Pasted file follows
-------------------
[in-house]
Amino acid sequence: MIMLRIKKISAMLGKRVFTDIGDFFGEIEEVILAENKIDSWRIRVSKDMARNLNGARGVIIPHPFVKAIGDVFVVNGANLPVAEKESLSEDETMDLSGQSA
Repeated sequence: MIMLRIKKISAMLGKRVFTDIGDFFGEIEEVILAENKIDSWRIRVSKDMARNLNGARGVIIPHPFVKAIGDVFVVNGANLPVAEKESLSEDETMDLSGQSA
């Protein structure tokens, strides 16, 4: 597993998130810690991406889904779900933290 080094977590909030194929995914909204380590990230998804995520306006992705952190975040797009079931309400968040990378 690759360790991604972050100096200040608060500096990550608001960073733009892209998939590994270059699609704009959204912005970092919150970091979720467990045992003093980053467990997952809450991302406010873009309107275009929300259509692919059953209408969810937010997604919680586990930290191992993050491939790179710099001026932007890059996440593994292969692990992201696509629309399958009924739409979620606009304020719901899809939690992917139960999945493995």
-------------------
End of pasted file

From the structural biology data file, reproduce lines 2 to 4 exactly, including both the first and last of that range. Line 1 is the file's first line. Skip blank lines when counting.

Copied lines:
Amino acid sequence: MIMLRIKKISAMLGKRVFTDIGDFFGEIEEVILAENKIDSWRIRVSKDMARNLNGARGVIIPHPFVKAIGDVFVVNGANLPVAEKESLSEDETMDLSGQSA
Repeated sequence: MIMLRIKKISAMLGKRVFTDIGDFFGEIEEVILAENKIDSWRIRVSKDMARNLNGARGVIIPHPFVKAIGDVFVVNGANLPVAEKESLSEDETMDLSGQSA
């Protein structure tokens, strides 16, 4: 597993998130810690991406889904779900933290 080094977590909030194929995914909204380590990230998804995520306006992705952190975040797009079931309400968040990378 690759360790991604972050100096200040608060500096990550608001960073733009892209998939590994270059699609704009959204912005970092919150970091979720467990045992003093980053467990997952809450991302406010873009309107275009929300259509692919059953209408969810937010997604919680586990930290191992993050491939790179710099001026932007890059996440593994292969692990992201696509629309399958009924739409979620606009304020719901899809939690992917139960999945493995």